The machine learning startup that uses AI-powered voice-text analysis company—is mustering its army of bot trainers.
Atexto is the machine learning data and training services platform that looks to improve the accuracy of automatic speech recognition systems. They make it possible for companies to automatically understand customers’ and users’ voices (no matter their accent) over the phone or Zoom.
Reaching out to Contxto before anyone else, the startup announced the opening of its Enterprise Portal to the entire Latin American community. It is aimed at those interested in machine learning and data science, with a focus on natural language processing and automatic speech recognition.
That is data scientists, academics, linguists, students, software engineers… And the launch is free.
So, I got on a call with Atexto in order to fully understand how it is that a free product can lead to the sort of ambitious growth the company is looking for.
Series A with a free product
Co-Founder and COO of Atexto, Esteban Gorupicz (pictured), is very clear about the company’s medium-term goals:
I’m sure he means it in terms of seduction, but such a conquest still depends on two crucial factors.
The first is capital. Indeed, Gorupicz revealed to Contxto that Atexto is on track to raise its Series A round in 2021. This comes on the heels of a US$700,000 seed round in January, which means the company has received a total of around US$1 million so far.
The second condition for Atexto’s conquest concerns the company’s ability to get a foothold in the US market. Gorupicz thinks they’re not quite ready to take the leap just yet.
However, expand they must. The American market holds riches that are simply not yet available in Latin America. Moreover, the idea is to raise the Series A round in the US in order to scale successfully.
It was at this point that I worried out loud to Gorupicz: Isn’t it a bit sad for Latam to see so many successful startups scale up and out of the ecosystem?
Atexto’s COO assured me that their plan was precisely to do the opposite: The idea behind launching a free (rather academic) will both keep the company’s roots in the region and train this bot trainer for its incoming expansion.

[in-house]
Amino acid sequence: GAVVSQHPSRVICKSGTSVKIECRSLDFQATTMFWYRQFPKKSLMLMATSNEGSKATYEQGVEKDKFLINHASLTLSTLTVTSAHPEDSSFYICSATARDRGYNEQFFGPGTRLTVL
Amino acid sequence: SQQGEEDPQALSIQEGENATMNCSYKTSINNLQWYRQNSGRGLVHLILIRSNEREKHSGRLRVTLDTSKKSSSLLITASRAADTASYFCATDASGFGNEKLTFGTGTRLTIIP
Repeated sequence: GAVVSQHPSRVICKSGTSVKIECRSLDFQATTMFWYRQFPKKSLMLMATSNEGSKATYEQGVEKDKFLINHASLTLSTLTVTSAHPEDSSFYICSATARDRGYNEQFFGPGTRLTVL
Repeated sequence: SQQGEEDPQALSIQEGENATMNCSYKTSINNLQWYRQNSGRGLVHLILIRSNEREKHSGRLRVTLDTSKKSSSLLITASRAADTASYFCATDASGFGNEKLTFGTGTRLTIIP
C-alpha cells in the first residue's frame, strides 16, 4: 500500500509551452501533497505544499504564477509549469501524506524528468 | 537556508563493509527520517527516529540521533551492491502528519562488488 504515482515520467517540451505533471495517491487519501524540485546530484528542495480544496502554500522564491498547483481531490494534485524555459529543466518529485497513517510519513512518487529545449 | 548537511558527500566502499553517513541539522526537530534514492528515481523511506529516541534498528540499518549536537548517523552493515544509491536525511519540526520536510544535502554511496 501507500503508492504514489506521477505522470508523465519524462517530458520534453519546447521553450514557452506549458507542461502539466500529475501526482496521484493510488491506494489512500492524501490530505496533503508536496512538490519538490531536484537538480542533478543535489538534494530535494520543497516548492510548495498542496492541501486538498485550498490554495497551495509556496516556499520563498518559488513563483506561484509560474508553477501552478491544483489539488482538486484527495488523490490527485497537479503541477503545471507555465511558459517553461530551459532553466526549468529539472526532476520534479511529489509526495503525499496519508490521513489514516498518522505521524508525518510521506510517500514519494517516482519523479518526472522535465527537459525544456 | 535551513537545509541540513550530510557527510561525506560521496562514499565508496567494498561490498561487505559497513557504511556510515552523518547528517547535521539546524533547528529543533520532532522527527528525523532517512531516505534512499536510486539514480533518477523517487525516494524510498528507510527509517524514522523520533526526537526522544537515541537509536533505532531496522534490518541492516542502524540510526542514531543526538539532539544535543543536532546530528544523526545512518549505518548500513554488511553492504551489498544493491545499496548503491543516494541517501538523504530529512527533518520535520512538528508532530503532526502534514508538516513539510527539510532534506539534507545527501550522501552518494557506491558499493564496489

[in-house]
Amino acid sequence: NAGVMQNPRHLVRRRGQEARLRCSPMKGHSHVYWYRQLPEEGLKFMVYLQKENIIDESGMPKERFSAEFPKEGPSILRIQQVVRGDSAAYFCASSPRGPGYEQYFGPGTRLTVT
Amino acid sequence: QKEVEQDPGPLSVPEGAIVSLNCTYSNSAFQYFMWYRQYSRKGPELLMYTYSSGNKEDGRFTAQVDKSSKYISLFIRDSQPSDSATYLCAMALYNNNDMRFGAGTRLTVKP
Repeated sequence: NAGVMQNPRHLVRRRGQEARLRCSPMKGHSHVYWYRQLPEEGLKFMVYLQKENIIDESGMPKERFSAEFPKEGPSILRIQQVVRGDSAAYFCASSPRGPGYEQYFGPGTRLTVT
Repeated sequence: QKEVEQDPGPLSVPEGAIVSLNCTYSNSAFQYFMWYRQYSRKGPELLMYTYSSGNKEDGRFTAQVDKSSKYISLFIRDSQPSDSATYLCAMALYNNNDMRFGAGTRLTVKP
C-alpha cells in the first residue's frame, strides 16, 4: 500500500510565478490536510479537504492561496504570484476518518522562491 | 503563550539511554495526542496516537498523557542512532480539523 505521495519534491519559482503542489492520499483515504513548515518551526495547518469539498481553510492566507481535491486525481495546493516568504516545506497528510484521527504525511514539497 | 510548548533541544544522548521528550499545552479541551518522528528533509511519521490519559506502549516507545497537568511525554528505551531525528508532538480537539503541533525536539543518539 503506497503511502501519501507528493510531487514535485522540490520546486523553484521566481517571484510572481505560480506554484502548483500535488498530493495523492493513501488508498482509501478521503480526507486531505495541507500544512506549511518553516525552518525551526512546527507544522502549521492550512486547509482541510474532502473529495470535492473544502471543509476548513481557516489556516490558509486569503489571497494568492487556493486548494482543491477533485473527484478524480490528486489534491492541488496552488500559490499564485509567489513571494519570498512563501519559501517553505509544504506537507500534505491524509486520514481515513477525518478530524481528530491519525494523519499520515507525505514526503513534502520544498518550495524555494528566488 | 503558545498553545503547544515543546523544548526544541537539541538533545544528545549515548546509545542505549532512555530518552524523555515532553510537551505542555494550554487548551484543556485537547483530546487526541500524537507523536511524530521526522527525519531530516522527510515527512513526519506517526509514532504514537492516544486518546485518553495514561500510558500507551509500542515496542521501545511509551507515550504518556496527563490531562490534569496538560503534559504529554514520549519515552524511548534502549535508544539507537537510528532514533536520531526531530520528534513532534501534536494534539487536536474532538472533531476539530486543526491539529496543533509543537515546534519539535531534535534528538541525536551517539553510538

Atexto riding the adoption wave to Series A and B-eyond
The plan is to tether the startup’s growth and funding model to what Gorupicz has identified as a clearly emerging process of machine learning adoption.
|Machine learning adoption stage||Product Launch||Fundraising Stage|
|Creators||MVP/Core products||Acceleration (2018)|
|Fine-tuners||Free and open Enterprise Portal||Seed (now)|
|Trainers||Future launches||Series A (2021)|
|Consumers||APIs for mass market||Series B (2022)|
The first column refers to how advanced adoption is at any one stage. The creators refer to big specialized companies. The fine-tuners and trainers are those that adapt existing software for their own uses. And the final stage of adoption allows for anyone to plug and play with machine learning tools.
The second and third columns refer to Atexto’s past, present, and future visions in terms of solutions and funding. Not how the company has aligned to the cycles of adoption that they hope to not only ride, but to potentiate in Latin America.
A “quid pro quo” pro
The ultimate idea is that, by the time Atexto gets ahold of a Series B, it will be selling voice AI APIs to individuals and small businesses. And thus, the path to broad market adoption will be complete.
By launching its latest free product in Latam, the company is potentiating this adoption cycle. On one hand, it gives cutting-edge voice analysis machine learning tools to anyone who wants to tinker with them. And, on the other hand, Atexto will be beta testing its wares on a knowledgeable demographic of local experts.